Our Global Services • Formulation development • Contract manufacturing of generic formulations for European market • Analytical method development and validation • Extensive QC capabilities (Micro, Chemical, ICH Stability) • Packaging and shipping Company vision [pic] MILESTONES 1. First manufacturing operation in Aurangabad in 1976 for tablets, capsules and liquid orals. 2. Second unit established in 1992 at Daman for liquid orals. 3. Third unit at Daman established in 1998 for tablets and capsules which was later dedicated to Cephalosporin formulations. 4.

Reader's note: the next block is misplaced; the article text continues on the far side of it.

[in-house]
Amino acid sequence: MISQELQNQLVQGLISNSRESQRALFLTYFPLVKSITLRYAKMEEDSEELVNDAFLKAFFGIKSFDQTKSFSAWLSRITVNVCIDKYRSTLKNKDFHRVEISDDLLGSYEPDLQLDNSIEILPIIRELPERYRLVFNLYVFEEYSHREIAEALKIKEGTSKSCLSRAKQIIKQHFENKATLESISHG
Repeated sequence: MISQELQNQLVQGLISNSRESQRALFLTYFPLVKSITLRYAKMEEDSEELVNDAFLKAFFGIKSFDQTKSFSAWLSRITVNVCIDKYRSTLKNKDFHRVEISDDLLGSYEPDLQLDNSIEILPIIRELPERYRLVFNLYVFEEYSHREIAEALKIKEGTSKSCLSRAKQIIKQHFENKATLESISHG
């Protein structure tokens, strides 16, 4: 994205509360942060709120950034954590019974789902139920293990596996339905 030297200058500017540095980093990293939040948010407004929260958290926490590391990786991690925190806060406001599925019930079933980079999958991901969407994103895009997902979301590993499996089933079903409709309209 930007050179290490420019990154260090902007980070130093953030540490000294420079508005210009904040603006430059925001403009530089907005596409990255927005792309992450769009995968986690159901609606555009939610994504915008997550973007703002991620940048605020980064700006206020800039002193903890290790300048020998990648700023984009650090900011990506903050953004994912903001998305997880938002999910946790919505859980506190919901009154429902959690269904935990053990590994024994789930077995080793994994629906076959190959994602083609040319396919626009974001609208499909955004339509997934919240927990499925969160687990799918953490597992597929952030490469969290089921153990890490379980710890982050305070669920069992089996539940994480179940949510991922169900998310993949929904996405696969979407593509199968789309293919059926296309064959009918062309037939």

Fourth unit established at Daman in 2000 for large volume liquid orals. 5. Fifth unit established at Daman in 2002 for tablets and capsules complying with international regulatory requirements. 6. Medley was accredited as ISO – 9001:2000 companies during the year 2003, by American Quality Assessors (AQA). 7. Largest Brand R. B. Tone is number 2 in haematinic segment as per ORG-IMS. Brand O2 launched in 2005 is number 1 in the anti diarrhoeal segment as per ORG-IMS. 8. A large manufacturing complex in Jammu in 2005 spread over 12. 5 acres of land. 9. State of the art R&D centres established at Daman which has eceived approval of Department of Science and Technology, Govt. of India in 2006. 10. Medley received the well deserved accolade “WHO GMP Certificate”. INFRASTRUCTURE Daman Plant:- The plant is located on plot No. 18 & 19, Zari causeway road, Kachigam, Daman. This facility is located about 5 km away from Vapi railway station & about 179 km from Mumbai. The plot size is 7602 sq. mtrs, and the construction area is 7335 sq. mtrs. It has dedicated and segregated areas meeting current CGMP requirements for manufacturing of oral dosage forms – Tablets, Capsules & Liquid orals.